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M. S. Lourenço’s book owning alter ego

December 20, 2012
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M.S. Lourenco, O Doge (1962)

Guest post by João Dionisio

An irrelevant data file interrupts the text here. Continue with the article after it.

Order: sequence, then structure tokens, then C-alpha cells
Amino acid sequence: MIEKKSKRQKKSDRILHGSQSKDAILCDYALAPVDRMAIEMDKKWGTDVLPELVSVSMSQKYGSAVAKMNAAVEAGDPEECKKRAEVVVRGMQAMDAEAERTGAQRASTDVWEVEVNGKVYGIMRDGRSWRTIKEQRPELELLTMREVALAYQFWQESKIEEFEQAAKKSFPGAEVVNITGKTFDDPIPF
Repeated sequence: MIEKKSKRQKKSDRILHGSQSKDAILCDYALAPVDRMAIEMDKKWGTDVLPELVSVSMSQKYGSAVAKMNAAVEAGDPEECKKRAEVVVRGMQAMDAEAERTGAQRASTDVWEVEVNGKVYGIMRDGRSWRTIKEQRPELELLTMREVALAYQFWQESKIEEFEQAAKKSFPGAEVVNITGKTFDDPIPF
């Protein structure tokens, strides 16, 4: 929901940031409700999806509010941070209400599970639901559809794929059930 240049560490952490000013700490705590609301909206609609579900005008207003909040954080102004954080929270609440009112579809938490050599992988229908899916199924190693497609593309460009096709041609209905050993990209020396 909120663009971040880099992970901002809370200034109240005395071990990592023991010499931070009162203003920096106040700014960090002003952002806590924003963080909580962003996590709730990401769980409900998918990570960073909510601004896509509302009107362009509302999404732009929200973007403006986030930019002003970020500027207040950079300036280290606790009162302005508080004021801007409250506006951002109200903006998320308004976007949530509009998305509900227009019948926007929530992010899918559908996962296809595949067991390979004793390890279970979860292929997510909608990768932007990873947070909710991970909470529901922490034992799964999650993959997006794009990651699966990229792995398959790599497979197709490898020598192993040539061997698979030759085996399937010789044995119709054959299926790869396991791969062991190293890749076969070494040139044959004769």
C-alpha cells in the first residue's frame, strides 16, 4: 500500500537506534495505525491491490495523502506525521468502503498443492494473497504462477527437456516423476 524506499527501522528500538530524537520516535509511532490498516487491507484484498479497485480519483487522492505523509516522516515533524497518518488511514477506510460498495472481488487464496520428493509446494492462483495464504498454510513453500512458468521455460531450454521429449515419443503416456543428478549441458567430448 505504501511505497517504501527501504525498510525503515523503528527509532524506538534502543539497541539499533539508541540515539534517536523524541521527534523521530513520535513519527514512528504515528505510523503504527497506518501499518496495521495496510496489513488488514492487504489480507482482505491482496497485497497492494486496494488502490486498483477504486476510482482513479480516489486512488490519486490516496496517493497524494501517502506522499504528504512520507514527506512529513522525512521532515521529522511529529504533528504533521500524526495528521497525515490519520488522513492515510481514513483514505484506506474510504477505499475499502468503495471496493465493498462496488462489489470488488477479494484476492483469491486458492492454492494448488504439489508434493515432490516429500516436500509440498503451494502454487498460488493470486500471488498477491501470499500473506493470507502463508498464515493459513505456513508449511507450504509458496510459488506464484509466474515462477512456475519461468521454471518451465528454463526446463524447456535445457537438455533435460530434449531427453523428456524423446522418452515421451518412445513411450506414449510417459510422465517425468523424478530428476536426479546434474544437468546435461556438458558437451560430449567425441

In the Gospel according to John, Nicodemus heard Jesus say that no one could see the kingdom of God unless through rebirth. Nicodemus reacted with puzzlement for it seemed to him that no one, once born, would be able to be born again (“How can anyone be born after having grown old? Can one enter a second time into the mother’s womb and be born?”, John 3:4, New Revised Standard Version Catholic Edition). Jesus then replied: “no one can enter the kingdom of God without being born of water and Spirit. What is born of the flesh is flesh, and what is born of the Spirit is spirit.Do not be astonished that I said to you, ‘You must be born from above.’ The wind blows where it chooses, and you hear the sound of it, but you do not know where it comes from or where it goes. So it is with everyone who is born of the Spirit” (John 3: 5-8). Here lies the basis for baptism, one of the seven sacraments in Roman Catholic Church which came to be associated with the assumption of a (new) name. The motive of regeneration or rebirth plays a core role in the poetics of Portuguese writer M. S. Lourenço (1936-2009), in the guise of a current literary motif, under the paratextual form of a made-up obituary or more visibly through the instance of his alter ego Alexis Christian von Rätselhaft und Gribskov. Known as the fictional author of O Doge, a collection of prose short pieces published in 1962.  Though it is not the only, it is certainly the most conspicuous alternative name inscribed on the title page of several books in Lourenço’s private library. These books may function as a biographical trait ascribed to the ‘Alexis von Gribskov’ persona : what kind of books did he have? which books did he read? and so forth. By looking into this part of his library, we can shed on some aspects of Lourenço’s literary work from the 1960s. Perhaps more importantly, looking into this part of his library enables one to view it as the stage where multiple personal projections enter in an intellectual dialogue. Against this background emerges the seemingly special status of some books by Rilke, both as a determinant factor in the literary staging of otherness and as a possible poetic enactment of the Gospel passage: “the wind blows where it chooses”. In this respect the fact that Alexis von Gribskov’s motto is precisely “spiritus ubi vult spirat” is especially meaningful.

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